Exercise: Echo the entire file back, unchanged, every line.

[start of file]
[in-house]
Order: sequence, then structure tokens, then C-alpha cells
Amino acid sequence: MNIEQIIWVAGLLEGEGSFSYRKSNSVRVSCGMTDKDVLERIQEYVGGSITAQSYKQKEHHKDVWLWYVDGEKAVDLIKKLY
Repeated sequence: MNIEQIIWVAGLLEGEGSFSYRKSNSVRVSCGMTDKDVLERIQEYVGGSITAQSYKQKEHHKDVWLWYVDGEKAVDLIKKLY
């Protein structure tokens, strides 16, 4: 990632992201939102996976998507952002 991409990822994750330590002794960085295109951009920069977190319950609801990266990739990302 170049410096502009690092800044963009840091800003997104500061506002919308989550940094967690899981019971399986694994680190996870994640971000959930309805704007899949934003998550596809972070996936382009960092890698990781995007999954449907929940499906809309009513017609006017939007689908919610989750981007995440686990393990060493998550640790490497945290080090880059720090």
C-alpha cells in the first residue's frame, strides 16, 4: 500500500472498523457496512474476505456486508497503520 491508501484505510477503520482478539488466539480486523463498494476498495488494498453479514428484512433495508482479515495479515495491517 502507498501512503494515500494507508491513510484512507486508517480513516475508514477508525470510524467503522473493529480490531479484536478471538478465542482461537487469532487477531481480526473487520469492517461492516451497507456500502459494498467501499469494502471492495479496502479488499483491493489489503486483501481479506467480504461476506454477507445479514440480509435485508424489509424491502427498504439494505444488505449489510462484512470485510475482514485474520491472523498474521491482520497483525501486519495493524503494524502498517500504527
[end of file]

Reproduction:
[in-house]
Order: sequence, then structure tokens, then C-alpha cells
Amino acid sequence: MNIEQIIWVAGLLEGEGSFSYRKSNSVRVSCGMTDKDVLERIQEYVGGSITAQSYKQKEHHKDVWLWYVDGEKAVDLIKKLY
Repeated sequence: MNIEQIIWVAGLLEGEGSFSYRKSNSVRVSCGMTDKDVLERIQEYVGGSITAQSYKQKEHHKDVWLWYVDGEKAVDLIKKLY
């Protein structure tokens, strides 16, 4: 990632992201939102996976998507952002 991409990822994750330590002794960085295109951009920069977190319950609801990266990739990302 170049410096502009690092800044963009840091800003997104500061506002919308989550940094967690899981019971399986694994680190996870994640971000959930309805704007899949934003998550596809972070996936382009960092890698990781995007999954449907929940499906809309009513017609006017939007689908919610989750981007995440686990393990060493998550640790490497945290080090880059720090």
C-alpha cells in the first residue's frame, strides 16, 4: 500500500472498523457496512474476505456486508497503520 491508501484505510477503520482478539488466539480486523463498494476498495488494498453479514428484512433495508482479515495479515495491517 502507498501512503494515500494507508491513510484512507486508517480513516475508514477508525470510524467503522473493529480490531479484536478471538478465542482461537487469532487477531481480526473487520469492517461492516451497507456500502459494498467501499469494502471492495479496502479488499483491493489489503486483501481479506467480504461476506454477507445479514440480509435485508424489509424491502427498504439494505444488505449489510462484512470485510475482514485474520491472523498474521491482520497483525501486519495493524503494524502498517500504527